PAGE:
Step one of my plan was complete. Start investing. It was then that I really started reading and learning about personal finance and investing. One of the most intriguing things I learned from my research, was called the Rule of 72.

The Rule of 72 states, if you take the interest rate you are getting on your investment and divide it into 72, it will give you the number of years it would take to double your money.

My mind was blown!

You see back in the early 1990’s interest rates, unlike today, were exceedingly high. Some guaranteed investment certificates and bonds were paying ten percent. So that would mean that it would take an individual just a little over seven years to double their money (72/10=7.2 Years).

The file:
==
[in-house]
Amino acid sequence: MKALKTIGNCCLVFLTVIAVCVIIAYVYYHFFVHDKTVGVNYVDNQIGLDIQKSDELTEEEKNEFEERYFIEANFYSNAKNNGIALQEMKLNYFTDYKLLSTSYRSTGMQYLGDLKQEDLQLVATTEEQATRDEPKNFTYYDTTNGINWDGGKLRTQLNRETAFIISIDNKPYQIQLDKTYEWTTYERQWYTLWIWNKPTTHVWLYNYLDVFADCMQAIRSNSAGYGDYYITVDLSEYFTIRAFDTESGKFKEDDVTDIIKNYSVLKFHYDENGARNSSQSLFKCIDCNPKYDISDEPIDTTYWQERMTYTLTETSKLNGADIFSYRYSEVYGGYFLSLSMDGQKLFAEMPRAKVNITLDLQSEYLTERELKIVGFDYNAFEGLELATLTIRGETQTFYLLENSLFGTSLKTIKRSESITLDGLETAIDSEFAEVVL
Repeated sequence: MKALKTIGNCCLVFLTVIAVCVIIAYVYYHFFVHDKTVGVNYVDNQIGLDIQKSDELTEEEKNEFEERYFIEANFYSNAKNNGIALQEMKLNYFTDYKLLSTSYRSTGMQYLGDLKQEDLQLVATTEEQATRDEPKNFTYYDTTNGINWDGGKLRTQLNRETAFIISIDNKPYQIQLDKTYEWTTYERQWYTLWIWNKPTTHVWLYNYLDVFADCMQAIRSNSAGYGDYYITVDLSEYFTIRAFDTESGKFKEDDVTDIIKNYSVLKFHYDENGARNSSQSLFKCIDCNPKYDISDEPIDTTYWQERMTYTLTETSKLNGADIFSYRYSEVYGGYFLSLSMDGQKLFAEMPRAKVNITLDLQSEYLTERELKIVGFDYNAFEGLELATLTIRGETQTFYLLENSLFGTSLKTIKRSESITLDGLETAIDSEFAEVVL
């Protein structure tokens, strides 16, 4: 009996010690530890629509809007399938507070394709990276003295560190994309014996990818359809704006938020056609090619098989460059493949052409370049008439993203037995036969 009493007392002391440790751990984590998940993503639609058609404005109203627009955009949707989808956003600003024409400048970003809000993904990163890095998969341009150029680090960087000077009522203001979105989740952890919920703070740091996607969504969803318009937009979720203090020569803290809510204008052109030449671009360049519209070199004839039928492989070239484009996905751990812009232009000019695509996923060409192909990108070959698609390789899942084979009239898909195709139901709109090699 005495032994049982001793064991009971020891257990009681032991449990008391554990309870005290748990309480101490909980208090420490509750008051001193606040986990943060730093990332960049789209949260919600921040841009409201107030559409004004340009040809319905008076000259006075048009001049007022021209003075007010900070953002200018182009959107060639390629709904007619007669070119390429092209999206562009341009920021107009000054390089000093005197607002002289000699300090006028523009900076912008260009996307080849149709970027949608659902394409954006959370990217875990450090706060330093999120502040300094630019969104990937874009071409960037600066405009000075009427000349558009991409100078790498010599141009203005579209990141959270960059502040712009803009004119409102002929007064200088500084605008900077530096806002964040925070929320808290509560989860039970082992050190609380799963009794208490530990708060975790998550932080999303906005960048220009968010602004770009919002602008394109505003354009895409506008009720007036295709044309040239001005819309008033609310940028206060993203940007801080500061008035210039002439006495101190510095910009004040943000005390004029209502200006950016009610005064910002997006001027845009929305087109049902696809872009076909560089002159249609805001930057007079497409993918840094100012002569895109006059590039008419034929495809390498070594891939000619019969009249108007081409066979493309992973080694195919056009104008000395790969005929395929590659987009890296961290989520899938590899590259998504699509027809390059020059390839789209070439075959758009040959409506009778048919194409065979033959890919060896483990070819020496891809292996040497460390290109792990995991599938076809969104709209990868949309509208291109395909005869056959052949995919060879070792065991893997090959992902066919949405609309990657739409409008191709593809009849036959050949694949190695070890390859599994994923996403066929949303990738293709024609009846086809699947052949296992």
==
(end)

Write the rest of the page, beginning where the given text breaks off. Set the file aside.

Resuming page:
So, being the math person that I was, I went to work doing some math. I initially started with my monthly investment of $50 a month. I wanted to know how much I would have at retirement. I set my retirement age at three different intervals, which were 50, 55, and 60. I built three different spreadsheets to determine what age would work best for my retirement. At $50 a month, my calculations showed that the retirement amount I was hoping for would be much lower than what I wanted, even retiring at age 60. Therefore, I had to make some adjustments. After playing with the numbers, I ramped the monthly amount up to $200, with an interest rate of 10 percent, I found that by the time I retired at age sixty, my investments would be worth over $1,000,000. Wow! Then, if you increase that monthly amount, even by a small bit, the numbers were even more impressive. Imagine if you doubled your monthly amount to $400 a month. You could retire even sooner!

I really liked the rule of 72!

As I kept working, learning, and becoming more experienced as an accountant, I was able to earn more money and get to my monthly investment goal of $200 a month.